A chart in the governor’s revised budget proposal last month shows retiree health care costs rising for nearly three decades under the plan, as prefunding is added to pay-as-you-go costs, before dropping sharply to yield big savings.
One of the big criticisms of public pensions, that investment earnings are too optimistic and conceal massive debt, surfaced in the Legislature in 2006, when the state Senate removed David Crane from the CalSTRS board.
For almost a year, Crane had repeatedly questioned whether the CalSTRS earnings forecast was too high. His opponents reportedly said he was undermining support for public pensions, leading to a Senate vote not to confirm his appointment.
How important are pension fund earnings? CalSTRS and CalPERS both expect a diversified portfolio of stocks, bonds and other investments to pay about two-thirds of future pension costs, with another third from employer-employee contributions.
The current earnings forecast of the two big pension systems is 7.5 percent a year, down from 8 percent a decade ago. What happens when the earnings forecast drops was shown in a well-publicized paper by Stanford graduate students in 2010.
Using a risk-free bond rate recommended by some economists for pensions, 4.14 percent, the debt or “unfunded liability” for CalPERS, CalSTRS and UC Retirement ballooned from $55.4 billion to $500 billion.
A credit-rating firm, Moody’s, began using a lower earnings forecast for pension debt in 2013. The stricter stance is costing Moody’s business as some cities use other firms to get higher bond ratings, the Wall Street Journal reported this month.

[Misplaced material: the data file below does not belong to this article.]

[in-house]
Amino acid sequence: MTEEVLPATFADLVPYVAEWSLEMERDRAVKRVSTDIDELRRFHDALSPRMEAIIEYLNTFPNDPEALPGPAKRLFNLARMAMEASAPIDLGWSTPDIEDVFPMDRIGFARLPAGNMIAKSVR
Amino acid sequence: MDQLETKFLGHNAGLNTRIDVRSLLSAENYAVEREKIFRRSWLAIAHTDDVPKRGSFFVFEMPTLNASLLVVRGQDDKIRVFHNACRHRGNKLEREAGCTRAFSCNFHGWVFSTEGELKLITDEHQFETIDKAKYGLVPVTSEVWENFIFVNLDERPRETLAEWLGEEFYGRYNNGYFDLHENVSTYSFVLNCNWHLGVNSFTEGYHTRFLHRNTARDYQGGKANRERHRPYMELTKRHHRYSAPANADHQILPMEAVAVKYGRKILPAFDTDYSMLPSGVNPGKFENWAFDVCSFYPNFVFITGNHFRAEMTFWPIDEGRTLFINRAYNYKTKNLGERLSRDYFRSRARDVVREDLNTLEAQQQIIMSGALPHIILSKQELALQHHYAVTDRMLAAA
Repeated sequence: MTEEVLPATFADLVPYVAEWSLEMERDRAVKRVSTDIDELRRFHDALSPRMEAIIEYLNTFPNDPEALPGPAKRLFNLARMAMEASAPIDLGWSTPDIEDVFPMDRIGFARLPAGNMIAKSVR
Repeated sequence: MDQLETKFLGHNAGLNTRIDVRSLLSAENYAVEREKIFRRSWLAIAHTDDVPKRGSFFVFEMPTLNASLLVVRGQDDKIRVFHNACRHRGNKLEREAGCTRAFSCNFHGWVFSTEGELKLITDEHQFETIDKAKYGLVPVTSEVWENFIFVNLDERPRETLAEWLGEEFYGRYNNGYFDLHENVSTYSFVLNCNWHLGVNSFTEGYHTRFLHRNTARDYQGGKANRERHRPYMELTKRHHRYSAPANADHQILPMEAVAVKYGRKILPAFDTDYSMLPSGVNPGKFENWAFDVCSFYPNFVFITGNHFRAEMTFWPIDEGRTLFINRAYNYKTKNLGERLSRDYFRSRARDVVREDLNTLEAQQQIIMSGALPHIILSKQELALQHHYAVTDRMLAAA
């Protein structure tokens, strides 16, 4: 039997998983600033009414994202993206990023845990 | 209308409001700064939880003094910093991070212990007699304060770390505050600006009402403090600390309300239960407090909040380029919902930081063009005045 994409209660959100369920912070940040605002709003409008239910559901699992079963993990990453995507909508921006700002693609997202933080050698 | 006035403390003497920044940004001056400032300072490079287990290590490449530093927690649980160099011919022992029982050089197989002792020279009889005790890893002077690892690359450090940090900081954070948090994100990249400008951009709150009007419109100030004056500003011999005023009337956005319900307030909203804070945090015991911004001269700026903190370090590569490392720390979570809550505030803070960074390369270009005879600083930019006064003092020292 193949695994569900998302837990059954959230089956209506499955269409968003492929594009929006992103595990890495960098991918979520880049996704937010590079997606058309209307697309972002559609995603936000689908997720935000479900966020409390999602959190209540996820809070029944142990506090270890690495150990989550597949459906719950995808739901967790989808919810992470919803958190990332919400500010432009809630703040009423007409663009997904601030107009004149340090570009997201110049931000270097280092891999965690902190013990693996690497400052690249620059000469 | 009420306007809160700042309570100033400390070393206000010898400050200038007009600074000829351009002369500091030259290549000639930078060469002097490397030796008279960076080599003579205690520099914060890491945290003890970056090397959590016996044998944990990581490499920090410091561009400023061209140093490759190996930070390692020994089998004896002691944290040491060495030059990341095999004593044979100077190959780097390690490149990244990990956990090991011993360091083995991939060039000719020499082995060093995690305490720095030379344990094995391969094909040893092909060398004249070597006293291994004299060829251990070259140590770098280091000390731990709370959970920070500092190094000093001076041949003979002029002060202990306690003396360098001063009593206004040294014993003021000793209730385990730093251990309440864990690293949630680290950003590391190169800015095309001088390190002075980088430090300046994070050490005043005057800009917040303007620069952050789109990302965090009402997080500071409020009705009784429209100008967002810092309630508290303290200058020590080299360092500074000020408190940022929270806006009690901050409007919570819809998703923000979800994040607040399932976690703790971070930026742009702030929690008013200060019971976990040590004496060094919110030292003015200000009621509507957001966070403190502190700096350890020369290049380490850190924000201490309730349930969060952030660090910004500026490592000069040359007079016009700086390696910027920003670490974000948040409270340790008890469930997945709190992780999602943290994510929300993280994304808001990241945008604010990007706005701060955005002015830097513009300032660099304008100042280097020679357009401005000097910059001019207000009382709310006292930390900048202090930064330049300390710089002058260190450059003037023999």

The new GASB rules, aiming for middle ground with a “blended” rate, allow a pension fund to use its earnings forecast. But if the projected assets fall short of covering future pension obligations, a lower bond earnings rate must be used for the shortfall.
Two years ago CalSTRS feared its debt under the new rules would be the nation’s largest, $167 billion. But last year legislation raised employer-employee contributions $5 billion over seven years, dropping the debt to $58.4 billion.
The part of CalSTRS debt school districts and other employers will report is based on their share of total contributions. The districts have the option of using financial data from last fiscal year or waiting until October for data from the current year.
The CalPERS debt for non-teaching school employees also will be based on the district’s share of total contributions. CalPERS is preparing accounting valuation reports for its state, local government and school plans, charging $850 or $2,500 per plan.
In the early years of California pension funds, there was no controversy over earnings forecast and no ballooning debt. Public pension funds like CalPERS, formed in 1932, were only allowed to invest in bonds with a predictable yield.
Then in 1966 voters approved Proposition 1 that allowed up to 25 percent of pension fund investments to be in large-company stock that paid dividends and met other safety tests.
Voters rejected a measure in 1982, Proposition 6, that would have allowed 60 percent of pension fund investments to be in stocks. But in 1984 voters approved Proposition 21 allowing any investment that followed the “prudent person” rule.
The ballot pamphlet argument for Proposition 21 said pension board trustees would be “personally liable” if they fail to exercise the care of a “prudent person” knowledgeable in investment matters.
Now CalPERS and CalSTRS purchase insurance to protect board members from being personally liable for bad investment decisions. There have been no lawsuits or legal claims alleging board members made imprudent decisions.
Reporter Ed Mendel covered the Capitol in Sacramento for nearly three decades, most recently for the San Diego Union-Tribune. More stories are at Calpensions.com. Posted 29 Jun 15